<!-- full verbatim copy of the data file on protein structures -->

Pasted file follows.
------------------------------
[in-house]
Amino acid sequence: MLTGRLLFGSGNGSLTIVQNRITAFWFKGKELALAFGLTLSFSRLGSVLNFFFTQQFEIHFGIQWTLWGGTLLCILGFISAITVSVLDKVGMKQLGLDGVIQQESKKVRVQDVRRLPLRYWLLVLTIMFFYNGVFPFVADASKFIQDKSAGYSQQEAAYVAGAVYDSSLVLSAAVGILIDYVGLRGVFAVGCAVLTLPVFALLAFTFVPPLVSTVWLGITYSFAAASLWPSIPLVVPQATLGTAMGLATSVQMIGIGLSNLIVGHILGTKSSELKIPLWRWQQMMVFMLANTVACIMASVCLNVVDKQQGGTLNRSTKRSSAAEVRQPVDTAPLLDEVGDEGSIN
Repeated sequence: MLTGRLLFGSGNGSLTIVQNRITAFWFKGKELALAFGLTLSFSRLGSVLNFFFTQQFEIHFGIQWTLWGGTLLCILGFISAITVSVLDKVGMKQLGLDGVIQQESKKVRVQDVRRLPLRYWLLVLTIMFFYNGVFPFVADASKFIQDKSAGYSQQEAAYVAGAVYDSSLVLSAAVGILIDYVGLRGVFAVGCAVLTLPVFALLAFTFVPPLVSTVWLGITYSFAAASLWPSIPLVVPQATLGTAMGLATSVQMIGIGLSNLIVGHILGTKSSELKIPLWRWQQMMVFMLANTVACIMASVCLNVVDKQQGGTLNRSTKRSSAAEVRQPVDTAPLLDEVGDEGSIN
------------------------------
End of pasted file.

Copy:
[in-house]
Amino acid sequence: MLTGRLLFGSGNGSLTIVQNRITAFWFKGKELALAFGLTLSFSRLGSVLNFFFTQQFEIHFGIQWTLWGGTLLCILGFISAITVSVLDKVGMKQLGLDGVIQQESKKVRVQDVRRLPLRYWLLVLTIMFFYNGVFPFVADASKFIQDKSAGYSQQEAAYVAGAVYDSSLVLSAAVGILIDYVGLRGVFAVGCAVLTLPVFALLAFTFVPPLVSTVWLGITYSFAAASLWPSIPLVVPQATLGTAMGLATSVQMIGIGLSNLIVGHILGTKSSELKIPLWRWQQMMVFMLANTVACIMASVCLNVVDKQQGGTLNRSTKRSSAAEVRQPVDTAPLLDEVGDEGSIN
Repeated sequence: MLTGRLLFGSGNGSLTIVQNRITAFWFKGKELALAFGLTLSFSRLGSVLNFFFTQQFEIHFGIQWTLWGGTLLCILGFISAITVSVLDKVGMKQLGLDGVIQQESKKVRVQDVRRLPLRYWLLVLTIMFFYNGVFPFVADASKFIQDKSAGYSQQEAAYVAGAVYDSSLVLSAAVGILIDYVGLRGVFAVGCAVLTLPVFALLAFTFVPPLVSTVWLGITYSFAAASLWPSIPLVVPQATLGTAMGLATSVQMIGIGLSNLIVGHILGTKSSELKIPLWRWQQMMVFMLANTVACIMASVCLNVVDKQQGGTLNRSTKRSSAAEVRQPVDTAPLLDEVGDEGSIN